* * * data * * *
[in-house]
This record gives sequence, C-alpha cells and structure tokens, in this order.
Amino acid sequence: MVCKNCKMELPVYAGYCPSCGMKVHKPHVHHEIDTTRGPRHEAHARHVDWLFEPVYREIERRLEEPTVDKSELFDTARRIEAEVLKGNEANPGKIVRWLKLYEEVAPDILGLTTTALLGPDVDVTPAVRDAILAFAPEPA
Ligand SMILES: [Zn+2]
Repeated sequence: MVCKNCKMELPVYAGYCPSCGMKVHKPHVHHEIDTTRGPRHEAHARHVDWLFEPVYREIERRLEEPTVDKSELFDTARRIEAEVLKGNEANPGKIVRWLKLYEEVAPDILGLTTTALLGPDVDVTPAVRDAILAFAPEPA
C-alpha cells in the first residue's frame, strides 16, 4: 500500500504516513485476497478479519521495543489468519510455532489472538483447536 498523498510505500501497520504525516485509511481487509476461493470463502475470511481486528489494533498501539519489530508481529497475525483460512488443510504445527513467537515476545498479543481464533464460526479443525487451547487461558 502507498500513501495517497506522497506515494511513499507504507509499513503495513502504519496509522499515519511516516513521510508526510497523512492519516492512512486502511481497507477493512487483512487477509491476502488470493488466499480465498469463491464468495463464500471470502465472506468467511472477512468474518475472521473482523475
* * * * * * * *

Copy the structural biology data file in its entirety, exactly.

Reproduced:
[in-house]
This record gives sequence, C-alpha cells and structure tokens, in this order.
Amino acid sequence: MVCKNCKMELPVYAGYCPSCGMKVHKPHVHHEIDTTRGPRHEAHARHVDWLFEPVYREIERRLEEPTVDKSELFDTARRIEAEVLKGNEANPGKIVRWLKLYEEVAPDILGLTTTALLGPDVDVTPAVRDAILAFAPEPA
Ligand SMILES: [Zn+2]
Repeated sequence: MVCKNCKMELPVYAGYCPSCGMKVHKPHVHHEIDTTRGPRHEAHARHVDWLFEPVYREIERRLEEPTVDKSELFDTARRIEAEVLKGNEANPGKIVRWLKLYEEVAPDILGLTTTALLGPDVDVTPAVRDAILAFAPEPA
C-alpha cells in the first residue's frame, strides 16, 4: 500500500504516513485476497478479519521495543489468519510455532489472538483447536 498523498510505500501497520504525516485509511481487509476461493470463502475470511481486528489494533498501539519489530508481529497475525483460512488443510504445527513467537515476545498479543481464533464460526479443525487451547487461558 502507498500513501495517497506522497506515494511513499507504507509499513503495513502504519496509522499515519511516516513521510508526510497523512492519516492512512486502511481497507477493512487483512487477509491476502488470493488466499480465498469463491464468495463464500471470502465472506468467511472477512468474518475472521473482523475